I grew up in Mukilteo, Wash. – a small seaside town about half an hour north of Seattle. It’s mostly known for its ferry route to Whidbey Island, a historic lighthouse, and a stellar beach coated with cracked seashells. A train runs along the coastline – its nightly whistle lulled me to sleep for years. But what I loved most about the town was the library. The small neighborhood branch was snuggled in the corner of a turn-of-the-century building that once served as the town’s city hall. The building was a strange color – a pale blue-purple, thickly painted over a cement exterior. The library itself was unimpressive – it looked more like a professor’s office, stacked high with books and random piles of journals. But it was my haven. It had the smell of thousands of books and the librarian’s familiar strong perfume. I’d run my fingers across the threadbare bindings, appreciating the shape of various books — like a boxed gift with a hidden treasure inside. To me, reading is an experience for all the senses, especially tangible – I’ll never use a Nook.

I read insatiably: popular fiction, mysteries, historical non-fiction, biographies. I’d borrow as many books as I could carry in a plastic Safeway bag I always brought with me. Then I’d head across the street to Larry’s convenience store where a friendly elderly man helped me count out pennies to buy sour patch kids.

With a paper bag full of candy in one hand and dragging a heavy sack of books in the other, I walked downhill to the railroad tracks, overlooking the sea, and read until the sun set and my fingers sticky from the candy.

Asian American families were scarce in that neighborhood and children my age even more so. The world of books and the routine I had in reading them brought comfort – and an opportunity to imagine a world outside that small town.

I still read today – but the candy is replaced with coffee or some other equally nutritious snack. Even if it was late and I felt weary from a long day – my arm always reached out to one of the books on the nightstand. Right now, I’m reading “The Americanization of Benjamin Franklin,” an in-depth characterization of the founding father; “A Voyage Long and Strange,” detailing what happened in America in between Christopher Columbus’ “discovery” in 1492 and the pilgrim’s crossing two hundred years later; and lastly, on my nightstand is “Women Who Ruled the Mongol Empire,” which serves as a sequel to a previous book by Jack Weatherford who researched the life and times of Ghengis Khan. What can I say, I’m a history nut.

But enough of what I’m reading – our issue highlights what other writers are picking up this summer. In addition, we feature literary figures across the country who share which Asian American books have personally influenced them and their work. We also explore the threat to neighborhood libraries as budget cuts force closures and the elimination of services needed by communities of color. Our staff reporter will guide you on an Asian American literary tour through Seattle’s Chinatown/International District – you’ll be surprised at the number of books inspired by the historic neighborhood.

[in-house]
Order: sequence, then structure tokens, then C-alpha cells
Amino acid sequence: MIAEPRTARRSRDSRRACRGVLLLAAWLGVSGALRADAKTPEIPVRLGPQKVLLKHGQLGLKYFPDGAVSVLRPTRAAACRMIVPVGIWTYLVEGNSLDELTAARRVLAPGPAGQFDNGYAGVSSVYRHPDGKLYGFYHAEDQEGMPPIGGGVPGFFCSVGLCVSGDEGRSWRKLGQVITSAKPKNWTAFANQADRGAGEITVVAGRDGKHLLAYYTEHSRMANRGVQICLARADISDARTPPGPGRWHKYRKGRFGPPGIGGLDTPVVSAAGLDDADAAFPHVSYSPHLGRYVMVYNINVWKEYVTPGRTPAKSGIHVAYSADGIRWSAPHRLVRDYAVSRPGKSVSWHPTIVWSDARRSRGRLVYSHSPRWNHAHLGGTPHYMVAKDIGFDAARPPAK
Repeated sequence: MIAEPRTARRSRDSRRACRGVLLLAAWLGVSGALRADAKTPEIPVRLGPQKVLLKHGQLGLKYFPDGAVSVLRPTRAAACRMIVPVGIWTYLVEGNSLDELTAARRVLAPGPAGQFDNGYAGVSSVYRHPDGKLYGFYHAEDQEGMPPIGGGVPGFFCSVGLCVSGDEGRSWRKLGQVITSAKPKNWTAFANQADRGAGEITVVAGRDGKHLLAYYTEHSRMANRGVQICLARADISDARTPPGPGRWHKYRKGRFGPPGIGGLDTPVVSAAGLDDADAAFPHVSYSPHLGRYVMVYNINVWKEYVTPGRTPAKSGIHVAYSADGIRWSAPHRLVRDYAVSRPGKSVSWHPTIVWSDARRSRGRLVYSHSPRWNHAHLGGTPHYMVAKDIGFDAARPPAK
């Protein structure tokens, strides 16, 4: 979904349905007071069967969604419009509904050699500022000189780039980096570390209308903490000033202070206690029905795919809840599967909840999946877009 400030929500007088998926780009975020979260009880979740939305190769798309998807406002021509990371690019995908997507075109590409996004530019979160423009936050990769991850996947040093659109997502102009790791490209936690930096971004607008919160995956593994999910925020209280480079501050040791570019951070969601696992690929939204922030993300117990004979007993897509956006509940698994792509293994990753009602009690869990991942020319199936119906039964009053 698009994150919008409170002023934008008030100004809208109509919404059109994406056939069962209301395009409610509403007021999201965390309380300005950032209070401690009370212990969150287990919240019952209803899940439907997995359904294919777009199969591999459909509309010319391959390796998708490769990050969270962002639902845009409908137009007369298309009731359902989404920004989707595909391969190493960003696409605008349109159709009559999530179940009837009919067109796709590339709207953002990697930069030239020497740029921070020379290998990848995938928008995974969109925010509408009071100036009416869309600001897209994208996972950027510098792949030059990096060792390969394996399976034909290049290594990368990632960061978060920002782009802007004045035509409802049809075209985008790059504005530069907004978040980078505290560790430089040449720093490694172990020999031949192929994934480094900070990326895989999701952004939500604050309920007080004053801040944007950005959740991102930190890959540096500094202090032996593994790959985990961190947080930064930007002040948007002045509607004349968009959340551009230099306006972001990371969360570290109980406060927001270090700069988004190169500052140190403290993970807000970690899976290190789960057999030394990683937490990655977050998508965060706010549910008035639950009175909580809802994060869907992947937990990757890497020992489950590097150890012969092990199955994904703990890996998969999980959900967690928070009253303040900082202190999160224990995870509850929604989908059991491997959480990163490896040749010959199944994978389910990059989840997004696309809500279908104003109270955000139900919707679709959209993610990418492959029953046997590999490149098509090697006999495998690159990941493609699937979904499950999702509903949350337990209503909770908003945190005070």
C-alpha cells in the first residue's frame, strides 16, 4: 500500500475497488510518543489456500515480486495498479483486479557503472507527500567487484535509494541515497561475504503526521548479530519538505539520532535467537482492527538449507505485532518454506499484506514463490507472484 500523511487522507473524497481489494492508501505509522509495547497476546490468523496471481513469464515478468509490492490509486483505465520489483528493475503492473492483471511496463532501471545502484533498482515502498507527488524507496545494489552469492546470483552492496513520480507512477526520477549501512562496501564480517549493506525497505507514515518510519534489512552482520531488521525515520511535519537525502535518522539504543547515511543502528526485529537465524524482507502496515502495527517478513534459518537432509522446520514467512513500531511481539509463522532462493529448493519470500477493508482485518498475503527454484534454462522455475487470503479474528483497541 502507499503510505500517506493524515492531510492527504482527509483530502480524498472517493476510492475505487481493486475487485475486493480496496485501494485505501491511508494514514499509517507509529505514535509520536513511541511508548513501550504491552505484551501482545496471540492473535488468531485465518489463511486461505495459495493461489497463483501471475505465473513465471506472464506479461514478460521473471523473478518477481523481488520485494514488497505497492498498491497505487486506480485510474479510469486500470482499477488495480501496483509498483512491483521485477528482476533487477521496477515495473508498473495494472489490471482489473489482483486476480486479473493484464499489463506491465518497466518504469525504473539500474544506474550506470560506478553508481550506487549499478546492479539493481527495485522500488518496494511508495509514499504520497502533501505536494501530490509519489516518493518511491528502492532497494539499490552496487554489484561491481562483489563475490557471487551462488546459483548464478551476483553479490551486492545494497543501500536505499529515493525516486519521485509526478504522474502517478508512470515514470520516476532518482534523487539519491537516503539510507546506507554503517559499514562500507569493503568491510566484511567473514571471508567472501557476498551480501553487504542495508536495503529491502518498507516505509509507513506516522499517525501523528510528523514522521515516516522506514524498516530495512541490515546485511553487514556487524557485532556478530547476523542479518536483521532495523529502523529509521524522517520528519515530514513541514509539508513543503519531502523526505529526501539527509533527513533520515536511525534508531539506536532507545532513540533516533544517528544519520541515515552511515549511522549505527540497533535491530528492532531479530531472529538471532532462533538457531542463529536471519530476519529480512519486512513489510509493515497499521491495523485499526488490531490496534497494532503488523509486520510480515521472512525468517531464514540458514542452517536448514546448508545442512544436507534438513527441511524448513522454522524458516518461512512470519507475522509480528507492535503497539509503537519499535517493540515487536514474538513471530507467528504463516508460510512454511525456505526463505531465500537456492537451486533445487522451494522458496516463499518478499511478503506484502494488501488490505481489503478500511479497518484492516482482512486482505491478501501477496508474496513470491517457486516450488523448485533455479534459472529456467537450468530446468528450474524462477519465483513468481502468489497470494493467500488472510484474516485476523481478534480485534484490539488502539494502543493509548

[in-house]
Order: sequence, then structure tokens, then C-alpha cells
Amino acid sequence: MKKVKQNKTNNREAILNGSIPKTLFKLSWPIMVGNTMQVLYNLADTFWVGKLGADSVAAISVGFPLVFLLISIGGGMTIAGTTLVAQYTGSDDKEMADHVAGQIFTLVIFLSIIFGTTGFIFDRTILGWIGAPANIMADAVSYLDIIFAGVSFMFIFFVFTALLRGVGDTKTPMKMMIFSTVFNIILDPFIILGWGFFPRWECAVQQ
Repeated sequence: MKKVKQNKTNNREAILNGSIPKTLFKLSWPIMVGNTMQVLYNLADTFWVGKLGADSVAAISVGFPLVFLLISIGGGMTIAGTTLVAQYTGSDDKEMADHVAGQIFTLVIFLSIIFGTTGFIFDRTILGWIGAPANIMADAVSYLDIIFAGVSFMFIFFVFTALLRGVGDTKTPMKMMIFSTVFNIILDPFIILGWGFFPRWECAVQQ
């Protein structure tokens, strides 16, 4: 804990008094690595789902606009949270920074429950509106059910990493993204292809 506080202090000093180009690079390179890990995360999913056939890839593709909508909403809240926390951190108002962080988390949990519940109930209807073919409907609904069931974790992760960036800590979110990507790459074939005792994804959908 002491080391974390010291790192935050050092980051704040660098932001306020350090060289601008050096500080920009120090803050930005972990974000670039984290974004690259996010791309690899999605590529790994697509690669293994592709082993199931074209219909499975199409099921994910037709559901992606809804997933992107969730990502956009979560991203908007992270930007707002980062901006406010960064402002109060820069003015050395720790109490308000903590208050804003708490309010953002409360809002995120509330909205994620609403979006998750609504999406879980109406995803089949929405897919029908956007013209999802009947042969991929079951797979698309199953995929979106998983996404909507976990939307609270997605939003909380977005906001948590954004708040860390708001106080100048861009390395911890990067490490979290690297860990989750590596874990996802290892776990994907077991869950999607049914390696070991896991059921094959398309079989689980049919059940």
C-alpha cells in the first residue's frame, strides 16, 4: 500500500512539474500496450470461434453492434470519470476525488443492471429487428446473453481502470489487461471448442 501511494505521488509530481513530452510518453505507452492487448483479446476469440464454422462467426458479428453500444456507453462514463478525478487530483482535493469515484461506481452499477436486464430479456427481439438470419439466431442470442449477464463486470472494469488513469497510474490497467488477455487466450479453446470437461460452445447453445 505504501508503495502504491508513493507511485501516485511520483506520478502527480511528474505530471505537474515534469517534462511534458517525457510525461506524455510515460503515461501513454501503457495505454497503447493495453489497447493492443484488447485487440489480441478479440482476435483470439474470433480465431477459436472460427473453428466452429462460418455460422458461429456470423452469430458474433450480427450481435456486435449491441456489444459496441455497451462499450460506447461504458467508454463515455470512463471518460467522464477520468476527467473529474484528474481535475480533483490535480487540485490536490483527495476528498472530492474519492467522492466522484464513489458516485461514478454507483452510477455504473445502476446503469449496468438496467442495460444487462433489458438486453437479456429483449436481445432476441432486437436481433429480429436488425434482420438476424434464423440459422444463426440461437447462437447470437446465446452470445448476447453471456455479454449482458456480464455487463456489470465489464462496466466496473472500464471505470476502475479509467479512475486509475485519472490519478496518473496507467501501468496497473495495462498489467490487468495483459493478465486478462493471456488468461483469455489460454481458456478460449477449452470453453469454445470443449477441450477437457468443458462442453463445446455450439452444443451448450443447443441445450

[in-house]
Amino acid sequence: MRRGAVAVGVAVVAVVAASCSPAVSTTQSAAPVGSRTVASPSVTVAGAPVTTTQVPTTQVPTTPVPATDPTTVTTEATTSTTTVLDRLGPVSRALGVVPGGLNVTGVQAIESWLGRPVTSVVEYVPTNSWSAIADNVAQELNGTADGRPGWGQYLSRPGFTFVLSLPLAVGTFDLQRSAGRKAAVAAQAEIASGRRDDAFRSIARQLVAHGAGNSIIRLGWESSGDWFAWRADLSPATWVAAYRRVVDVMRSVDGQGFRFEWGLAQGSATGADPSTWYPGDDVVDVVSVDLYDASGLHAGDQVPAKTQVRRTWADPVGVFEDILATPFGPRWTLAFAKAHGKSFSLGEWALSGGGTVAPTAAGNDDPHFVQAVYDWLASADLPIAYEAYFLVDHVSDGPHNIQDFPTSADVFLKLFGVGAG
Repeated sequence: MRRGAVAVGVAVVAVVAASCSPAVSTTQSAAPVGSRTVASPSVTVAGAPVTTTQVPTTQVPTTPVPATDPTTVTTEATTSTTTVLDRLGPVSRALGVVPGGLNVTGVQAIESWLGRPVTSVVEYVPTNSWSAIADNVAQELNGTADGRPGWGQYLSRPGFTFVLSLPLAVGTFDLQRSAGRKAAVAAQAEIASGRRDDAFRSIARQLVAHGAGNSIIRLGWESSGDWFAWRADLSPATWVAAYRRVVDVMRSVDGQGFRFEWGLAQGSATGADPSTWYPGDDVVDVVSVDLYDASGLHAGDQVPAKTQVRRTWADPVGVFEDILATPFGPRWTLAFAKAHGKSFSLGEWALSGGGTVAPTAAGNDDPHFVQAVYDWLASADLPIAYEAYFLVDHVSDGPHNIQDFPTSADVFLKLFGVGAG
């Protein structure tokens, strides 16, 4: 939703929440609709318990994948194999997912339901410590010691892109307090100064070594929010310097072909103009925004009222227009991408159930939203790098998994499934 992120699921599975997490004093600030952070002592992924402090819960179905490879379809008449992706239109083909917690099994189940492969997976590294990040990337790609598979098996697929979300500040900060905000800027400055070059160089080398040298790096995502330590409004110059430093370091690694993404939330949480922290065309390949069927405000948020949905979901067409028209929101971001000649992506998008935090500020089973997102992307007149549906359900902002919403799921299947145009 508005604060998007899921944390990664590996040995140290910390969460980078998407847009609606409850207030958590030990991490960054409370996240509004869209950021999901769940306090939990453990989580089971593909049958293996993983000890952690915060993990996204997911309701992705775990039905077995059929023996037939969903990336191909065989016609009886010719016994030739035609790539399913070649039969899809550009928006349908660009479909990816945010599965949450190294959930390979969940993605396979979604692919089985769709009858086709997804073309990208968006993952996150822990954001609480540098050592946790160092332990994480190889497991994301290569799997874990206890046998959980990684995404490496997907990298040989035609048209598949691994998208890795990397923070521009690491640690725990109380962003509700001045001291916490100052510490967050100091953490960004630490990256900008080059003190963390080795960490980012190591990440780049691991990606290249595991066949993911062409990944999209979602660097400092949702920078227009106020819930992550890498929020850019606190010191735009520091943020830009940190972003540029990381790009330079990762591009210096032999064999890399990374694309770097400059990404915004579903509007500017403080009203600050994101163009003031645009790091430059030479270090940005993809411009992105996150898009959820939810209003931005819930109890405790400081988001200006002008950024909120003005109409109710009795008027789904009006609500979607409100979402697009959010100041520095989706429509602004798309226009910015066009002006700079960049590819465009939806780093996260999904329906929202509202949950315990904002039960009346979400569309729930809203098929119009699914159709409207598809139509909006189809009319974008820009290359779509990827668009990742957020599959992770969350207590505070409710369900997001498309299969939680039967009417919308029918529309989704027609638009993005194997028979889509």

The idea for the literary tour came from our Arts Editor, Alan Lau – a fellow book worm. He started the Pacific Reader – an IE literary supplement of Asian American-oriented book reviews, about three decades ago. If you ask him exactly when, he’ll just respond with a smile, “Too long ago!” Funny, this is the same answer he gives whenever he’s asked when he started with the IE.

While Alan and I are pretty different – he’s a generation or two older than me and a long-time community artist and poet — we share this in common — we’re passionate about books.

I recommend everyone to pick up at least one book this summer and share it with someone else. It brings people together as you’ll see in an article about our annual book club and discussion. And encourage younger people to read. They’re inundated with instant short messages on social networks. A book can lend a sense of calm, improve literacy, expand understanding and perspective, and introduce new worlds.

In this annual Pacific Reader, compiled by Alan and contributed to by numerous writers, we cover the gamete – from children’s books, graphic novels, literature, memoirs, and poetry. There’s something here for everyone to enjoy. So grab some penny candy, snuggle up with this softer issue of the IE and be transported into the extraordinary lives of ordinary people, indulge in the anecdotes of comic characters, and find your haven. Nooks not allowed.

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